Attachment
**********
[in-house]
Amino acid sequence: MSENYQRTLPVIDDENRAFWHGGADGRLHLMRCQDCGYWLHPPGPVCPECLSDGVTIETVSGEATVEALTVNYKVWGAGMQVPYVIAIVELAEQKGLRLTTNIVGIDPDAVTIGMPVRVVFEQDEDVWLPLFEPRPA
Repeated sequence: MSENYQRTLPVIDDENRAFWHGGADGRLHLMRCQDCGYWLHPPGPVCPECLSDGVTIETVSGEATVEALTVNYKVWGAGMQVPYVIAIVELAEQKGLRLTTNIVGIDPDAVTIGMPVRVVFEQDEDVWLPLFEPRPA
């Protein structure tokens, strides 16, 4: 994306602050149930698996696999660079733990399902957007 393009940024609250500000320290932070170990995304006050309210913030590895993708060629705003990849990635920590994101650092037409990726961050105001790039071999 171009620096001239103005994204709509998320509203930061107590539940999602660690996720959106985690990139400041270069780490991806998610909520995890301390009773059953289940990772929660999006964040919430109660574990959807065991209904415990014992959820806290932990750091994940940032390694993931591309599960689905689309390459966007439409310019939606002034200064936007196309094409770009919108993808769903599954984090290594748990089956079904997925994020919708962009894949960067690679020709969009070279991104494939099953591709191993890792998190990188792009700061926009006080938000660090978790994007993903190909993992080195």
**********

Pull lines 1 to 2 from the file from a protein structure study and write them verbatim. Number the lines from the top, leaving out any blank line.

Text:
[in-house]
Amino acid sequence: MSENYQRTLPVIDDENRAFWHGGADGRLHLMRCQDCGYWLHPPGPVCPECLSDGVTIETVSGEATVEALTVNYKVWGAGMQVPYVIAIVELAEQKGLRLTTNIVGIDPDAVTIGMPVRVVFEQDEDVWLPLFEPRPA